By Graham Bound (Stanley, FI) – Days were short during the occupation of 1982, and everything in Stanley seemed hostile and frightening. Our situation was hardly any safer when the watery winter sun went down and the Argentine-imposed curfew forced us indoors. But within whichever substantial building one chose to shelter, with windows blacked out and peat stoves glowing, there was comfort and at least the perception of safety.
In 1982, Britain's Special Air Service troops were the first to fire a Stinger missile in combat, during the Falkland Islands conflict. They had been drafted in to distract Argentine forces from the San Carlos landings, carried out by British soldiers in response to Argentina's invasion of the Islands in April 1982.
On Monday 11 July 1982, forty years ago, the SS Canberra – an ocean liner requisitioned by the British Ministry of Defense to transport personnel - returned from the Falklands conflict to Southampton, where she was escorted by a fleet of small vessels and some 2,500 members of the Armed Forces were greeted by cheering crowds.
The Argentine occupation of the Falkland Islands is coming to an end and Liberation is in the air. Royal Marines, Paras, Scot Guards, and Gurkhas with naval bombardment support were attacking and capturing the Mounts surrounding Stanley, which would inevitably lead to the collapse and surrender of Argentine forces on 14 June.
This year marks the 40th anniversary of the Falklands Conflict and SSAFA, the Armed Forces charity is calling on the British public to remember those who served during the Falklands Conflict, particularly those who made the ultimate sacrifice.
Prime minister Boris Johnson said that “now things are a bit quieter in Westminster”, he might be able to visit the Falkland Islands, pointing out he was probably the only person at the Speaker's House ceremony who has never visited the Islands.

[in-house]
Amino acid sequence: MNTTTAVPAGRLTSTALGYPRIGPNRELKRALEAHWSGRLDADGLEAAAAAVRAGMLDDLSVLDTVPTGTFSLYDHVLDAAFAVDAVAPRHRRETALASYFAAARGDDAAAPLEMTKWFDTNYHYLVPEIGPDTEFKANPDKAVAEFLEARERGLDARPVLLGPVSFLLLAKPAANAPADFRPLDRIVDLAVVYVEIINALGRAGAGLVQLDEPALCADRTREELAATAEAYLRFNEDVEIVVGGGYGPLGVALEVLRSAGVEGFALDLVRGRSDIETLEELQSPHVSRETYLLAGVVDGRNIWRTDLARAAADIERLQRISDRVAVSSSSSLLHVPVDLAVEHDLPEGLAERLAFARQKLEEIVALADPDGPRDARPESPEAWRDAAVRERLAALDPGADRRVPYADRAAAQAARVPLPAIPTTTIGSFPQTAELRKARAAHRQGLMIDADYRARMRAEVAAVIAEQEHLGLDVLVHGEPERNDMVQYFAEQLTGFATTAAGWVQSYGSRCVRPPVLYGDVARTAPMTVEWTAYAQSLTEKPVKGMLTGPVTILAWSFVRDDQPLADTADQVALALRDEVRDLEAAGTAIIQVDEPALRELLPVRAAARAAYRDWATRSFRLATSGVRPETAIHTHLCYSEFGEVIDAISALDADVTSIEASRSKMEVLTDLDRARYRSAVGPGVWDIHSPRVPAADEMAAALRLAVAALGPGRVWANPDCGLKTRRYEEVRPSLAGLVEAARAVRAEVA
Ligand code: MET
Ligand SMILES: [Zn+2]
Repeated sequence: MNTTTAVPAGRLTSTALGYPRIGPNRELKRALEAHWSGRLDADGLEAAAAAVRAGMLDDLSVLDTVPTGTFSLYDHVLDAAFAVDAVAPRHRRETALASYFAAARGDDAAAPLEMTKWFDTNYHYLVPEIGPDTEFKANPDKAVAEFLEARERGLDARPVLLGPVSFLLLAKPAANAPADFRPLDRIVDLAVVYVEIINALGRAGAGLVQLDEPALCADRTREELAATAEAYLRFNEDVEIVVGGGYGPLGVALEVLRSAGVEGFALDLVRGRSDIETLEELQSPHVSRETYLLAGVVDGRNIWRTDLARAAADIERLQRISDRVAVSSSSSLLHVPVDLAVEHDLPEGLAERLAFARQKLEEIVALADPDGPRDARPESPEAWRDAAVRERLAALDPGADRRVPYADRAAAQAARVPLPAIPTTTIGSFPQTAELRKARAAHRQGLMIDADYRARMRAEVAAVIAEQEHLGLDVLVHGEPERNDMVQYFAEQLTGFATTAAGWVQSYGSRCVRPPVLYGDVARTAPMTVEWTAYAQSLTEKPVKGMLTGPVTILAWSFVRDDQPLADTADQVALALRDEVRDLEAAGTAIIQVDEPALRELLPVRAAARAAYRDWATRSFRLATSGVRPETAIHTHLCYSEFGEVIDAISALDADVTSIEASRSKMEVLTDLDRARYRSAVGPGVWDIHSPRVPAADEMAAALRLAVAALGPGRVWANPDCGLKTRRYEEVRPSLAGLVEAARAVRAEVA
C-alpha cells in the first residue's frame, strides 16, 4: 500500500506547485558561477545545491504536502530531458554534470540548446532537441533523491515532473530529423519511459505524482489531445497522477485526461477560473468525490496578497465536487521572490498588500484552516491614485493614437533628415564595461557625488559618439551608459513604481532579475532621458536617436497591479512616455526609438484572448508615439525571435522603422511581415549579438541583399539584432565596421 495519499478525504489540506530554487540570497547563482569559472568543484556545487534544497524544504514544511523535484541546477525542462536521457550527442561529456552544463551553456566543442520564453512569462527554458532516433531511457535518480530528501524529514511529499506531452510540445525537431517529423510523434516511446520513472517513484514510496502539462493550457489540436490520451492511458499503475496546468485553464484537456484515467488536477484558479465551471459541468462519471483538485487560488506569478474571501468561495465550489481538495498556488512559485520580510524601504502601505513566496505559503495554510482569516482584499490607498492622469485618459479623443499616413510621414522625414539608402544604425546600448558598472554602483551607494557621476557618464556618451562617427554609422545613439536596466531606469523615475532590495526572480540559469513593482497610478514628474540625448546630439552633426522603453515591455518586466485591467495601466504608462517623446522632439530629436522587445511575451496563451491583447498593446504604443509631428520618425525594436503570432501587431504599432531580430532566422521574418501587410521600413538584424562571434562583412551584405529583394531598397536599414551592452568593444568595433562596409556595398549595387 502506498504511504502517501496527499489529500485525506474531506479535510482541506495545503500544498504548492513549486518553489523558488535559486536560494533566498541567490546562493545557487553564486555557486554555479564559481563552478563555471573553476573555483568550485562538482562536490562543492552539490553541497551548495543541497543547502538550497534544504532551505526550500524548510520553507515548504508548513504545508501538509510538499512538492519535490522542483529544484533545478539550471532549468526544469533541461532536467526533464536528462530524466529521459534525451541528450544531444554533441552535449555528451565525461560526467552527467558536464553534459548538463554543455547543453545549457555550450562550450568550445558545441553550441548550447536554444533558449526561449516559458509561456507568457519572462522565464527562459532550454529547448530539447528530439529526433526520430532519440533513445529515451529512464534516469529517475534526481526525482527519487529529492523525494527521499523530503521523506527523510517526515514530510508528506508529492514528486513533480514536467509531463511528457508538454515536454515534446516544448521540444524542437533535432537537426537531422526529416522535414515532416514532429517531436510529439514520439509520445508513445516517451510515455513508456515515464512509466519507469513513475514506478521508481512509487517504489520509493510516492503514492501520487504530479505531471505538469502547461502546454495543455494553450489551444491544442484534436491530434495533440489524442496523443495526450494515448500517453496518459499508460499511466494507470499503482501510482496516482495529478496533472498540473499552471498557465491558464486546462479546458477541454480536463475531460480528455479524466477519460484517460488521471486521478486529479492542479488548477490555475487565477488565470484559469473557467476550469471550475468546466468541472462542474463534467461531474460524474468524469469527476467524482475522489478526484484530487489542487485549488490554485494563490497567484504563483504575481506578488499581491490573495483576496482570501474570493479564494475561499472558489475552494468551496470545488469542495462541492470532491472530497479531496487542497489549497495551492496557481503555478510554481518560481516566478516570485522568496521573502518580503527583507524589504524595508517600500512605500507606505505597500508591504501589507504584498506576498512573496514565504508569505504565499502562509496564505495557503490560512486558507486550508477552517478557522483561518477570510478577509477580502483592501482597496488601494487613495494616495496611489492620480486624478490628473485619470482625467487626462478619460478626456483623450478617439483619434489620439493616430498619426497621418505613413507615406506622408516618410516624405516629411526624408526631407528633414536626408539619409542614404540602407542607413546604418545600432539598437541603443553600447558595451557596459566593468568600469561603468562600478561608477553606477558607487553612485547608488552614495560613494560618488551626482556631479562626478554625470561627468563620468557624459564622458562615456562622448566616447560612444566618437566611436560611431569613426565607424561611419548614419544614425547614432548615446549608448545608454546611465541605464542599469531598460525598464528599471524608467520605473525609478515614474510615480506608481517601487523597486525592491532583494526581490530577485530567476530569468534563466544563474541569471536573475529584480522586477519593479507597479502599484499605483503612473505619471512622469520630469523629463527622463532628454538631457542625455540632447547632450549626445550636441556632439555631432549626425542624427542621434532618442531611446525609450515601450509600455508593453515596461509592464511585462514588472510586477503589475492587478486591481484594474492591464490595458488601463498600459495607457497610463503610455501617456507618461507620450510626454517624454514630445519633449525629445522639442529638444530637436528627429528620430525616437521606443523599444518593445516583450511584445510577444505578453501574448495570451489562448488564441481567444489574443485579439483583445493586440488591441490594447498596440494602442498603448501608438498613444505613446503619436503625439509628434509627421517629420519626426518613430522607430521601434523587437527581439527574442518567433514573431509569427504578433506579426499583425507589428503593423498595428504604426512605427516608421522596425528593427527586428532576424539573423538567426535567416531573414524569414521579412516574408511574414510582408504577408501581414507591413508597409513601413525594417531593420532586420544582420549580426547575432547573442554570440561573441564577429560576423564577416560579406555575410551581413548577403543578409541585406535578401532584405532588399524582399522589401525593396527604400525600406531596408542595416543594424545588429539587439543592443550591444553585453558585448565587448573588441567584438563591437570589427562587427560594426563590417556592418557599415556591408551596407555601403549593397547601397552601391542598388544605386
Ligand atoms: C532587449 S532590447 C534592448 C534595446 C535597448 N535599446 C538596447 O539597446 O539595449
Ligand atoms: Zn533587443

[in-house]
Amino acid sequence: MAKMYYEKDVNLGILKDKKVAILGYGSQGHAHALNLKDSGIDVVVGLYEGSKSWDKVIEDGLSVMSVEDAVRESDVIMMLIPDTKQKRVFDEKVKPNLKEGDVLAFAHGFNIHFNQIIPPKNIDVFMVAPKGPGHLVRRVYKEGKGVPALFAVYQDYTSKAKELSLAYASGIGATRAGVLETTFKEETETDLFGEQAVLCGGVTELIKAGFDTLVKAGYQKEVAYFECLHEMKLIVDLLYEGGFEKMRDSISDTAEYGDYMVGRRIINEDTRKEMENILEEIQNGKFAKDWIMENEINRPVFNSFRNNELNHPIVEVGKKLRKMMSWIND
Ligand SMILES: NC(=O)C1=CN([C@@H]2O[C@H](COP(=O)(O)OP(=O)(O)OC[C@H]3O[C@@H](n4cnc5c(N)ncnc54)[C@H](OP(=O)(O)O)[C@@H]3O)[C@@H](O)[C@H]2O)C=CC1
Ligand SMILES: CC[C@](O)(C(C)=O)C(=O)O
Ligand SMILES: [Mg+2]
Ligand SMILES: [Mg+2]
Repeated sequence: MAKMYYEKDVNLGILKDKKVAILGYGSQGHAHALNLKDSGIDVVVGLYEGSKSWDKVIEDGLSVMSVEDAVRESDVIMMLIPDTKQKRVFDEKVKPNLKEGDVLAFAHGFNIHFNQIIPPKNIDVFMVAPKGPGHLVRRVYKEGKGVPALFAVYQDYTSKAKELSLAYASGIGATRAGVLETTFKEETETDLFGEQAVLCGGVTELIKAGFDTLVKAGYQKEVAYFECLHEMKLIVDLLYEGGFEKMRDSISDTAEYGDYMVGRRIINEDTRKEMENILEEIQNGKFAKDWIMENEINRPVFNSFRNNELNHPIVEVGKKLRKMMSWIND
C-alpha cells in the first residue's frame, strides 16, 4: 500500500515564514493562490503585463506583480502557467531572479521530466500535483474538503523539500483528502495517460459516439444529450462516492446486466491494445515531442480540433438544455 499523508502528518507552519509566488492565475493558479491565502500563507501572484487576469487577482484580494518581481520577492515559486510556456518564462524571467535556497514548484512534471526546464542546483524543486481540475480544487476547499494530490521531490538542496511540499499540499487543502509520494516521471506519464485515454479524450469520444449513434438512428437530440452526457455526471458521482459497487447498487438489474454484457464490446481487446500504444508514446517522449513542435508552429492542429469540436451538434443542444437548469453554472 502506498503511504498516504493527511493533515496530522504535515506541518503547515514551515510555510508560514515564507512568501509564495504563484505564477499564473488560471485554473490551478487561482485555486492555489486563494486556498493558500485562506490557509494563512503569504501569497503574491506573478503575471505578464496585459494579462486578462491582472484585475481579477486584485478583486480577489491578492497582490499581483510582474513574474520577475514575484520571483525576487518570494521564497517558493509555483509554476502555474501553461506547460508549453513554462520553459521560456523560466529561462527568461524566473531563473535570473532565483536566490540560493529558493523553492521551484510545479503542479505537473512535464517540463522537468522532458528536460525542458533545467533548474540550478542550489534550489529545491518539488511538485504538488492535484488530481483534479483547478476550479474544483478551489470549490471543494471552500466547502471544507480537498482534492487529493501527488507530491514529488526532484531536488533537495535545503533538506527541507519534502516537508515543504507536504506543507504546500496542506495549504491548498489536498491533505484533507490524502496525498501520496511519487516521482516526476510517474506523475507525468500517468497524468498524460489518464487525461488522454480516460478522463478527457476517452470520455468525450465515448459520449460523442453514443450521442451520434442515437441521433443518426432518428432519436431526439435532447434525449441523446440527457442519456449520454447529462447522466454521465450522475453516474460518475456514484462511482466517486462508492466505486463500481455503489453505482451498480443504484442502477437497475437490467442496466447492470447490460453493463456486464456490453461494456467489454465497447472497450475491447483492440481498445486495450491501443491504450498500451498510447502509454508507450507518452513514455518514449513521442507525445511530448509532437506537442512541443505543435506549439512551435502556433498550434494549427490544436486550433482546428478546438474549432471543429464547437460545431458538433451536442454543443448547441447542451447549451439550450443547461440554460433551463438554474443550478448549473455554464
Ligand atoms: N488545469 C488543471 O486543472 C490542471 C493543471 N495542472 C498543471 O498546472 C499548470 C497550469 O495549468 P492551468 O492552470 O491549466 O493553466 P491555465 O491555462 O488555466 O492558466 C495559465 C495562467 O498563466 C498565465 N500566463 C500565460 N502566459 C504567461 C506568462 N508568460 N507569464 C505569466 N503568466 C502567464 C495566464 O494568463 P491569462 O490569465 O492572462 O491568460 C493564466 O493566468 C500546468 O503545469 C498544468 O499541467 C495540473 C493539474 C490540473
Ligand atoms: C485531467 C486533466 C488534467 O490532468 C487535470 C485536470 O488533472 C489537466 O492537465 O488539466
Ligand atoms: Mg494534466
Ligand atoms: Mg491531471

As the Queen's Platinum Jubilee popular celebrations come to an end, Falkland Islanders have turned back to the 40th-anniversary commemorations of the war and the coming Liberation Day. The Chair of the 40th Anniversary Committee, Mrs. Phyl Rendell MBE made a brief statement on coming events and the future.
On 21 May 1982, following the invasion of the Falkland Islands by Argentina, the UK began landing troops in East Falkland, the first stage in Operation Sutton to recapture the British Overseas Territory.
The extraordinary and emotive stories of people who lived in the Falkland Islands and those who were there on the ground, in the air, and at sea during the 1982 deadly conflict are being told in an exclusive BFBS podcast. The audio series 'Falklands 82: Stories From The South Atlantic' marks 40 years since Argentina invaded the Falkland Islands.
DropZone Brewery, a veteran-owned business which supports former servicepeople, has launched three limited-edition spirits to commemorate the 40th anniversary of the Falklands War and raise funds for charity. All profits from the launch will be donated to the South Atlantic Medal Association 82 (SAMA82), formed by veterans of the Falklands conflict.